But he's just the first of many to come. Keep an eye on The Toyota Effect for more information.

Toyota's Project BLAID and other technology that is pushing the boundaries isn't a win just for Belo and others with visual impairments.

It's a win for anyone who believes that society is better when every person is able to freely contribute what they believe they are capable of giving to our world.

True

When a pet is admitted to a shelter it can be a traumatizing experience. Many are afraid of their new surroundings and are far from comfortable showing off their unique personalities. The problem is that's when many of them have their photos taken to appear in online searches.

Chewy, the pet retailer who has dedicated themselves to supporting shelters and rescues throughout the country, recognized the important work of a couple in Tampa, FL who have been taking professional photos of shelter pets to help get them adopted.

"If it's a photo of a scared animal, most people, subconsciously or even consciously, are going to skip over it," pet photographer Adam Goldberg says. "They can't visualize that dog in their home."

Adam realized the importance of quality shelter photos while working as a social media specialist for the Humane Society of Broward County in Fort Lauderdale, Florida.

"The photos were taken top-down so you couldn't see the size of the pet, and the flash would create these red eyes," he recalls. "Sometimes [volunteers] would shoot the photos through the chain-link fences."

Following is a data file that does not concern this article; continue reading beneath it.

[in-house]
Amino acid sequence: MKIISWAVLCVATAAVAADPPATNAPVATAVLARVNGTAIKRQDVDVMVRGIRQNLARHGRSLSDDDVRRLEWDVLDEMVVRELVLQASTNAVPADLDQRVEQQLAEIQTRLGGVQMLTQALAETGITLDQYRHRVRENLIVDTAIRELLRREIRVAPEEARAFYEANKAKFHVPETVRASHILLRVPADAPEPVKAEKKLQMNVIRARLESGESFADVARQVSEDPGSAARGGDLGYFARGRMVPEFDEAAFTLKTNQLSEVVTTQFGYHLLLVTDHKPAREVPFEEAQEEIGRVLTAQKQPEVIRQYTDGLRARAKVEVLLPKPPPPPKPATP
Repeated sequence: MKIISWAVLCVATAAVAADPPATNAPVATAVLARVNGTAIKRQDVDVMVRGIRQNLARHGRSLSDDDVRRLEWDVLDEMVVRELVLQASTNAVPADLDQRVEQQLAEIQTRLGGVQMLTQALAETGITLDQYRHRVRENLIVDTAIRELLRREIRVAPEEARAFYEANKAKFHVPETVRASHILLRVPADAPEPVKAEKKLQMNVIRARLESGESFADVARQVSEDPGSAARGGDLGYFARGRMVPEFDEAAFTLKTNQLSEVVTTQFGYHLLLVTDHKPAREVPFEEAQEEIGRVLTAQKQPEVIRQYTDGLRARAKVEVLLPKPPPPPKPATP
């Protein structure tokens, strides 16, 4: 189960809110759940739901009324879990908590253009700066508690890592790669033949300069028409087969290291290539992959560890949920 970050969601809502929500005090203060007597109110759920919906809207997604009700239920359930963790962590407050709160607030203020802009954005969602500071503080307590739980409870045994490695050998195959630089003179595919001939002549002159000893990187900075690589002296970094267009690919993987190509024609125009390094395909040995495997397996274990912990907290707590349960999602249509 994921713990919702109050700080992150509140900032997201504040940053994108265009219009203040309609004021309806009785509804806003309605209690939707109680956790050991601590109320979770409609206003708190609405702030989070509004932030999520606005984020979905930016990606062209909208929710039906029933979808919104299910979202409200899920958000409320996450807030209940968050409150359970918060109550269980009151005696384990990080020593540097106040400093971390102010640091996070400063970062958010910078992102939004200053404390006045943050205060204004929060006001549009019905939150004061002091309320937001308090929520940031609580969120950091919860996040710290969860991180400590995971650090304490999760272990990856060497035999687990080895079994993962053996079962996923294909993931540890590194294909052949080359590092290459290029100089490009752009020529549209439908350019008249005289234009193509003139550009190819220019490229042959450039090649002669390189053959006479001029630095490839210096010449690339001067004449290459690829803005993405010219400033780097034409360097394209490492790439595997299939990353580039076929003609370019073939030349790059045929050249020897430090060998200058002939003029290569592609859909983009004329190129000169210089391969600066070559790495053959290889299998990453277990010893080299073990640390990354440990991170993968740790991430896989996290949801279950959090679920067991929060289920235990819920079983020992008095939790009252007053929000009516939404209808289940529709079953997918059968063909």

That's why Adam and his wife, Mary, have spent much of their free time over the past five years photographing over 1,200 shelter animals to show off their unique personalities to potential adoptive families. The Goldbergs' wonderful work was recently profiled by Chewy in the video above entitled, "A Day in the Life of a Shelter Pet Photographer."

Vanna White appeared on "The Price Is Right" in 1980.

Vanna White has been a household name in the United States for decades, which is kind of hilarious when you consider how she gained her fame and fortune. Since 1982, the former model and actress has made millions walking back and forth turning letters (and later simply touching them—yay technology) on the game show "Wheel of Fortune."

That's it. Walking back and forth in a pretty evening gown, flipping letters and clapping for contestants. More on that job in a minute…

As a member of Gen X, television game shows like "Wheel of Fortune" and "The Price is Right" send me straight back to my childhood. Watching this clip from 1980 of Vanna White competing on "The Price is Right" two years before she started turning letters on "Wheel of Fortune" is like stepping into a time machine. Bob Barker's voice, the theme music, the sound effects—I swear I'm home from school sick, lying on the ugly flowered couch with my mom checking my forehead and bringing me Tang.

This video has it all: the early '80s hairstyles, a fresh-faced Vanna White and Bob Barker's casual sexism that would never in a million years fly today.

Keep Reading Show less